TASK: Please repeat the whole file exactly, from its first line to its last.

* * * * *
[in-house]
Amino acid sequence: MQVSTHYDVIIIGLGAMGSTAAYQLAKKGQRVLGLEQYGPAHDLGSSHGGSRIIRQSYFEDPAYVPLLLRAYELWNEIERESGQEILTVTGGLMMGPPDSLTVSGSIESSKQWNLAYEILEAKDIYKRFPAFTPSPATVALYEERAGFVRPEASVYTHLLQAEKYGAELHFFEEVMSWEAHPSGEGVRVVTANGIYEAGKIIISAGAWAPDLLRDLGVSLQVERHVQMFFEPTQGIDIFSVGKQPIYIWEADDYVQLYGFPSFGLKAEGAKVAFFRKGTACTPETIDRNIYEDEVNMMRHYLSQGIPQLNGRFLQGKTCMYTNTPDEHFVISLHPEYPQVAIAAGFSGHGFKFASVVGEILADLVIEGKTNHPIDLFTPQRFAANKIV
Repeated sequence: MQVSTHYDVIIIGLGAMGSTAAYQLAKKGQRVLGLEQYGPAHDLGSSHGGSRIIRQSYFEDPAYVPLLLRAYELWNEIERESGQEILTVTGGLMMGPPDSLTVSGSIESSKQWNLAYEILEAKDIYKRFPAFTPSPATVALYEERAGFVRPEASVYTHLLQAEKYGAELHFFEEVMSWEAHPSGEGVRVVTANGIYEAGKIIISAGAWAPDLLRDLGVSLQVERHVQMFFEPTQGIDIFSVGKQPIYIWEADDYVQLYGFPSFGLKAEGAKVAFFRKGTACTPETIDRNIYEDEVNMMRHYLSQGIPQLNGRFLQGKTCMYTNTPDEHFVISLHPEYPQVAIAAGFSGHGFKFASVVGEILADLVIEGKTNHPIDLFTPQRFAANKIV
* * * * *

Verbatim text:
[in-house]
Amino acid sequence: MQVSTHYDVIIIGLGAMGSTAAYQLAKKGQRVLGLEQYGPAHDLGSSHGGSRIIRQSYFEDPAYVPLLLRAYELWNEIERESGQEILTVTGGLMMGPPDSLTVSGSIESSKQWNLAYEILEAKDIYKRFPAFTPSPATVALYEERAGFVRPEASVYTHLLQAEKYGAELHFFEEVMSWEAHPSGEGVRVVTANGIYEAGKIIISAGAWAPDLLRDLGVSLQVERHVQMFFEPTQGIDIFSVGKQPIYIWEADDYVQLYGFPSFGLKAEGAKVAFFRKGTACTPETIDRNIYEDEVNMMRHYLSQGIPQLNGRFLQGKTCMYTNTPDEHFVISLHPEYPQVAIAAGFSGHGFKFASVVGEILADLVIEGKTNHPIDLFTPQRFAANKIV
Repeated sequence: MQVSTHYDVIIIGLGAMGSTAAYQLAKKGQRVLGLEQYGPAHDLGSSHGGSRIIRQSYFEDPAYVPLLLRAYELWNEIERESGQEILTVTGGLMMGPPDSLTVSGSIESSKQWNLAYEILEAKDIYKRFPAFTPSPATVALYEERAGFVRPEASVYTHLLQAEKYGAELHFFEEVMSWEAHPSGEGVRVVTANGIYEAGKIIISAGAWAPDLLRDLGVSLQVERHVQMFFEPTQGIDIFSVGKQPIYIWEADDYVQLYGFPSFGLKAEGAKVAFFRKGTACTPETIDRNIYEDEVNMMRHYLSQGIPQLNGRFLQGKTCMYTNTPDEHFVISLHPEYPQVAIAAGFSGHGFKFASVVGEILADLVIEGKTNHPIDLFTPQRFAANKIV